Condensed LightAdd type sample
Condensed Light ItalicAdd type sample
LightAdd type sample
Light ItalicAdd type sample
Condensed RegularAdd type sample
Condensed ItalicAdd type sample
Condensed Semi BoldAdd type sample
Condensed Semi Bold ItalicAdd type sample
Semi BoldAdd type sample
Semi Bold ItalicAdd type sample
Condensed BoldAdd type sample
Condensed Bold ItalicAdd type sample
Condensed BlackAdd type sample
Condensed Black ItalicAdd type sample
BlackAdd type sample
Black ItalicAdd type sample
- Original Format
Although inspired by the need for—and providing—clarity at low resolutions on the screen, Georgia is a typeface resonant with typographic personality. Even at small sizes the face exudes a sense of friendliness; a feeling of intimacy many would argue has been eroded from Times New Roman through overuse. This is as much testament to the skill of the typeface’s designer, Matthew Carter, as it is to any intrinsic quality of the face’s design, since the small pixel spaces of the screen can be a harrowing canvas for any type designer. In Georgia, Carter has successfully managed to create a typeface family which combines high legibility with character and charm.
At high resolutions and larger sizes on screen, it’s evident that Georgia’s ancestory is essentially that of Didot and—most noticeably—of Scotch Roman. Carter acknowledges the influence of Richard Austin’s early nineteenth-century cut of Scotch Roman on the design of his letterforms. At the time he started Georgia he had been working on a new retail family called Miller, which is a version of Scotch Roman. Carter admits that he had always admired Scotch, particularly in its early forms as cut by Richard Austin for Bell and Miller. The influence of the Scotch model on Georgia is most clearly seen in the horizontal top serifs of the lowercase b, d, h, k and l, and by the flat top of the lowercase t, a typographic allusion to the typeface’s roots in Didot.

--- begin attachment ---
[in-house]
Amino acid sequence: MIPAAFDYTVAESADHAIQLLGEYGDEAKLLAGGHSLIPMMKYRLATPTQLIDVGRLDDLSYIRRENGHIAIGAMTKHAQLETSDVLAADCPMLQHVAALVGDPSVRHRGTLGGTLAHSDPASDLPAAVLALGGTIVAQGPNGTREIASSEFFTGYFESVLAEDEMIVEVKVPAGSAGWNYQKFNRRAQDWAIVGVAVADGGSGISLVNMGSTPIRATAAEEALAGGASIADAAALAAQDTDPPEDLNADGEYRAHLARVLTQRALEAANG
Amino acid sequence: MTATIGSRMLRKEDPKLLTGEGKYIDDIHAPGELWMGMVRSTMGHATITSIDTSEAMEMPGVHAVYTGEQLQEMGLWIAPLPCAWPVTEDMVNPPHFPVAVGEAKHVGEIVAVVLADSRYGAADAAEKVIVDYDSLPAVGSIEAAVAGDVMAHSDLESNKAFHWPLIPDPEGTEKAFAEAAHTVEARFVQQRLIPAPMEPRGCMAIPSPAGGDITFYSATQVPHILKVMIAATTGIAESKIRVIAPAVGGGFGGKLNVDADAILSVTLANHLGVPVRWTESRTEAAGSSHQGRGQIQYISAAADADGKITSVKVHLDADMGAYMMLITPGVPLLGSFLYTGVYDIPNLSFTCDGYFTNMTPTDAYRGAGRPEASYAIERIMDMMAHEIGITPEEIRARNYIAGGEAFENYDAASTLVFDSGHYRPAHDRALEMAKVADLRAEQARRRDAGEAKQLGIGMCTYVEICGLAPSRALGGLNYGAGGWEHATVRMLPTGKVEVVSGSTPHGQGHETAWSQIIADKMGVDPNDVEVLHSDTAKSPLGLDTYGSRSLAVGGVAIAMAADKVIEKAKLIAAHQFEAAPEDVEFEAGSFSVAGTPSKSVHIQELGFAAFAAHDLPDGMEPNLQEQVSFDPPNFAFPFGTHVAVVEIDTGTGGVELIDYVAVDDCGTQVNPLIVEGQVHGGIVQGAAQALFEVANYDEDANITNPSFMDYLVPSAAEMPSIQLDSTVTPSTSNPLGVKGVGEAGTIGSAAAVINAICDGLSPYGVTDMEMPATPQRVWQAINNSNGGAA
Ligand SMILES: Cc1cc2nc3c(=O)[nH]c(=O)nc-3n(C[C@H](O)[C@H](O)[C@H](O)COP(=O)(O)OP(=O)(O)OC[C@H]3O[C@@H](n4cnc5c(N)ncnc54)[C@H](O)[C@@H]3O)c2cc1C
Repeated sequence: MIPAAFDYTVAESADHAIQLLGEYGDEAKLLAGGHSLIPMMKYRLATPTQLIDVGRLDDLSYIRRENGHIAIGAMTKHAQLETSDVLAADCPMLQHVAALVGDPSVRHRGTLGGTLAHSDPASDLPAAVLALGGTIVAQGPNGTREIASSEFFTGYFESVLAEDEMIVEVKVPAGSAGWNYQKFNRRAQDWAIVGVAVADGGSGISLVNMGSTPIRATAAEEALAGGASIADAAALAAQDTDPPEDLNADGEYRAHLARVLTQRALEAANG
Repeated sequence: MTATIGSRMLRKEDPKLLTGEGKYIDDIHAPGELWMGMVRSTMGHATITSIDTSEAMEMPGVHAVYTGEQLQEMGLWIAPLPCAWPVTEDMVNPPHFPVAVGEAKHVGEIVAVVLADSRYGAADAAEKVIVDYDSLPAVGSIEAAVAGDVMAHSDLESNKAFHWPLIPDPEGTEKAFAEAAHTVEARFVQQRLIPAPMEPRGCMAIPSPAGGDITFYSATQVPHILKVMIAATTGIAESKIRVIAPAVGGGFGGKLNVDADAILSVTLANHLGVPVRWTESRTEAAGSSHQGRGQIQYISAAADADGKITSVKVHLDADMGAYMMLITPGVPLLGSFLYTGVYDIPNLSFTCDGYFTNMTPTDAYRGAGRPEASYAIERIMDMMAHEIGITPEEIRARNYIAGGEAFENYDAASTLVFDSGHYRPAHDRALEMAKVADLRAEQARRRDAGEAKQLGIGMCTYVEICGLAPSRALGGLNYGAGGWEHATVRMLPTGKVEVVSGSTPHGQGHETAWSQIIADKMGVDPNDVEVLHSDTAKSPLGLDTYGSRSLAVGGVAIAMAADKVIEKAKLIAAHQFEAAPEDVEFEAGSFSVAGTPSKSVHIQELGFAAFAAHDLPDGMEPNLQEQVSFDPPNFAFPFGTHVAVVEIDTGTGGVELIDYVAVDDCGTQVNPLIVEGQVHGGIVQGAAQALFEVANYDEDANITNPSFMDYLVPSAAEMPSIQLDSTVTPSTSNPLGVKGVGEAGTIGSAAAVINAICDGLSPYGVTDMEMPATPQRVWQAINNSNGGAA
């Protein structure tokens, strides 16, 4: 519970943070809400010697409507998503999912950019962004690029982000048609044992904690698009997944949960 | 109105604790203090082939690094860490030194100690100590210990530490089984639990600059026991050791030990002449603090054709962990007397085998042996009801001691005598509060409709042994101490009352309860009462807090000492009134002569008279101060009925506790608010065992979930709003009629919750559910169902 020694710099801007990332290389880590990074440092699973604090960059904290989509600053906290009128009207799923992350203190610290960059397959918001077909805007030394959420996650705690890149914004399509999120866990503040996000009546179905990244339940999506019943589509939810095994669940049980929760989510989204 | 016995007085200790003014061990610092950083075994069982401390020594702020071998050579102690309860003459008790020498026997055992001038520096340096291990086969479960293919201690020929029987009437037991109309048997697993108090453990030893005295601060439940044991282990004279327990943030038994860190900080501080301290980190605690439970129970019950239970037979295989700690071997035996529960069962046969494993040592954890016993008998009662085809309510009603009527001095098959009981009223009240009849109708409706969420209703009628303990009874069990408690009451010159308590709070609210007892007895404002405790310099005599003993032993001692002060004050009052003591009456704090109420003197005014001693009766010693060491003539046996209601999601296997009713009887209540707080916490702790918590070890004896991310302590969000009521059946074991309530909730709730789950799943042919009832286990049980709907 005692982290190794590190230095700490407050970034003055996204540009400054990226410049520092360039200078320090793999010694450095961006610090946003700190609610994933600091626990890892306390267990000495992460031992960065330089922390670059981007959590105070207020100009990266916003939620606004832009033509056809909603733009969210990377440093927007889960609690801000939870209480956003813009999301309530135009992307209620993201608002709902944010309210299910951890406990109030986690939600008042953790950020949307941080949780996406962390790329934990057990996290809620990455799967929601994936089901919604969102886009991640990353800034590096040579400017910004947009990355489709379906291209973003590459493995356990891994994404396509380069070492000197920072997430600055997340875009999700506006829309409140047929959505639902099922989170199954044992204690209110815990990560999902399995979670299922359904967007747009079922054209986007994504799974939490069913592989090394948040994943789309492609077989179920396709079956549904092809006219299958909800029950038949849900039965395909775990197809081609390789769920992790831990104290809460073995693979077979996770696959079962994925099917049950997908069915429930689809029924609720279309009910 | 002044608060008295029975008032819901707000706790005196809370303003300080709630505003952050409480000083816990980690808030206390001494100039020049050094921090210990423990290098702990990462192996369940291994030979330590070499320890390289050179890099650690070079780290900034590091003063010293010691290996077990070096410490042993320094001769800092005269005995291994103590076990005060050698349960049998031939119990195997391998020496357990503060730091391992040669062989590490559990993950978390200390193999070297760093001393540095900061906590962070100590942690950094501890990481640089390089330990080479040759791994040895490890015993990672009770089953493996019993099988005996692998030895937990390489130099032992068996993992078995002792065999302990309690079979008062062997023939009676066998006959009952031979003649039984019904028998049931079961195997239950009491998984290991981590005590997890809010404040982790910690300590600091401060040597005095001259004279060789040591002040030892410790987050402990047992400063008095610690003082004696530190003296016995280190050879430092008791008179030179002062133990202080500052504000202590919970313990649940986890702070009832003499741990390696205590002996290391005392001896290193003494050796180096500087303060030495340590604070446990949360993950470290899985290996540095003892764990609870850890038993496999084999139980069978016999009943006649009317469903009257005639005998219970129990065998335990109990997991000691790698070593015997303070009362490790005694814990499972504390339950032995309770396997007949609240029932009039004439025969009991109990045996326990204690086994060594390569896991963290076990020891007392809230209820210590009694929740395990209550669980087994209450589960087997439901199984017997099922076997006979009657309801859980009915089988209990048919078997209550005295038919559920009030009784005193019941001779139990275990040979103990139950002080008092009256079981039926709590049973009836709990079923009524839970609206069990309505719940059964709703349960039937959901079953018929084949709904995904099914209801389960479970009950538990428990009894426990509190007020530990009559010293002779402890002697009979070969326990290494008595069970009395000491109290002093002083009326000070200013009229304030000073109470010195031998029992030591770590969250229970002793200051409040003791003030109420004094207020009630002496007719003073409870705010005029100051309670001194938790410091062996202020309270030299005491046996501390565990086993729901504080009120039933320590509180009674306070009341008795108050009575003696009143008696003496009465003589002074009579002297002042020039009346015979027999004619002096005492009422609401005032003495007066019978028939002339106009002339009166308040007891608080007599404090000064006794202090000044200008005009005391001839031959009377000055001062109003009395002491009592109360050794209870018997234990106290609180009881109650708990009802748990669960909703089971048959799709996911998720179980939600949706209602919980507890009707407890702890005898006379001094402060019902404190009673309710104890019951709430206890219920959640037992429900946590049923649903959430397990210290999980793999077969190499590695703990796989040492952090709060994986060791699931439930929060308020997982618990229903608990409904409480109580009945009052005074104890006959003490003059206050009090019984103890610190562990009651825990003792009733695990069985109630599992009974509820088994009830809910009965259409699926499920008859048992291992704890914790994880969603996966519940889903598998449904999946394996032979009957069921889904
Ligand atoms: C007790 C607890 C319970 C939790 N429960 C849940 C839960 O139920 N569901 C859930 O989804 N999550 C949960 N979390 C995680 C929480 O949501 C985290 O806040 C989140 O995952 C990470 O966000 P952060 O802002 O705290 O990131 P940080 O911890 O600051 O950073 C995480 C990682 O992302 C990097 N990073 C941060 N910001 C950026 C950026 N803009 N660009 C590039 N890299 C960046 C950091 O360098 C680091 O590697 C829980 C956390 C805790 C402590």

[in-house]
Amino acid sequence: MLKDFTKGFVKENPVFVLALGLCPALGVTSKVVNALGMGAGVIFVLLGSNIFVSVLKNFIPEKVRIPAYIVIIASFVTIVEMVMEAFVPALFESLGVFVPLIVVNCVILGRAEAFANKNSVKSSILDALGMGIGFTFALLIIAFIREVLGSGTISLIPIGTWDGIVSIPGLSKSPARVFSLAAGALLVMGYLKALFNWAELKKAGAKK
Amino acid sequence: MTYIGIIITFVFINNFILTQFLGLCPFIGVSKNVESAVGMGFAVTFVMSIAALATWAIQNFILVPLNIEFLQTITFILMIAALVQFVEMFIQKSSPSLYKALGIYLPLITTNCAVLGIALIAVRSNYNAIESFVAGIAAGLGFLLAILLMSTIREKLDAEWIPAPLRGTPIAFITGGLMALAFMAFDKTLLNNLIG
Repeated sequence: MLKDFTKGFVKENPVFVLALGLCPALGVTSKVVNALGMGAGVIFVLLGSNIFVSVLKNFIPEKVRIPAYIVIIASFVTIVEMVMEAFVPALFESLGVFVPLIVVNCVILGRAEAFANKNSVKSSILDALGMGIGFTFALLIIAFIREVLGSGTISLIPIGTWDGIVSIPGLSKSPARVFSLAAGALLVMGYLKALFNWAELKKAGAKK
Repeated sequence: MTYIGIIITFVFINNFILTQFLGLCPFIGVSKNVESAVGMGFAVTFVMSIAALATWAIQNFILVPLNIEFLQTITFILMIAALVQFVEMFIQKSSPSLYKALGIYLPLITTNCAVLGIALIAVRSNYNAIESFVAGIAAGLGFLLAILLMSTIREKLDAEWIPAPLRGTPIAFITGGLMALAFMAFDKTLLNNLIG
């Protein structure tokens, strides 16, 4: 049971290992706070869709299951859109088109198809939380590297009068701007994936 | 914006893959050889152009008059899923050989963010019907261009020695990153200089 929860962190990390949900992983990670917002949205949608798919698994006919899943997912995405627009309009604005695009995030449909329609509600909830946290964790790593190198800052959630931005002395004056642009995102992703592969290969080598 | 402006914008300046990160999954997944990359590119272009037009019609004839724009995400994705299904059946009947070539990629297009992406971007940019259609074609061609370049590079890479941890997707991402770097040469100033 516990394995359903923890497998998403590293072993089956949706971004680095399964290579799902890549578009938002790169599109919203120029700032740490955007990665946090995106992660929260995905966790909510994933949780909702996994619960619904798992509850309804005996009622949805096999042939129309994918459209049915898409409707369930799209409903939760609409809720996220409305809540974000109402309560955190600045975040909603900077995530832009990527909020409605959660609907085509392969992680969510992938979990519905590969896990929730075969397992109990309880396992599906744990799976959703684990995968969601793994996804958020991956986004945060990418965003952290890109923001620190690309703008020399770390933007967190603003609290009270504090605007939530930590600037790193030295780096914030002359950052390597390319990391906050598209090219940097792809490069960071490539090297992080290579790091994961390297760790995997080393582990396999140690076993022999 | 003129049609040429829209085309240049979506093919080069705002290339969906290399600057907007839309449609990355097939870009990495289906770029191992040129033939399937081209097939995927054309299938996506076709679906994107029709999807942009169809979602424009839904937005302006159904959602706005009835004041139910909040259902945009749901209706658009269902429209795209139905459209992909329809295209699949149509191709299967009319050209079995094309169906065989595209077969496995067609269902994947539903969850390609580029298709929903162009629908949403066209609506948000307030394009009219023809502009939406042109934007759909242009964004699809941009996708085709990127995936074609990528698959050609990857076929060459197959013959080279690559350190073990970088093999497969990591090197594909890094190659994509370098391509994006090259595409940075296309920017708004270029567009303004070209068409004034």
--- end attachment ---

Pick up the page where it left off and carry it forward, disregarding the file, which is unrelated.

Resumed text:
To create a font tailored for on-screen display, Carter had to make several departures from the Scotch mold. In Georgia, the uppercase characters are lightened, the x-height is increased, the ascenders rise above the cap height, and the numerals, often cut with a high degree of stress, have been evened out and made slightly non-aligning – a characteristic that imparts a flavor of individuality to any page set in Georgia.
Georgia’s accompanying italic is a graceful, flowing font, the design of which entirely masks the difficulty of creating an italic for the screen. Unlike many contemporary fonts, it is a true italic, containing such characters as the single-storeyed lowercase a and g. The bold weight of the typeface has been similarly carefully designed, to ensure that it is always heavier than the regular weight; an important consideration at small sizes on the screen, where it is often necessary to distinguish between the two.
Originally made available in September 1996, the Georgia typeface family was released in an extended version in October 1997. The newer releases contain all the characters necessary to typeset Eastern European languages, in addition to the Greek and Cyrillic scripts.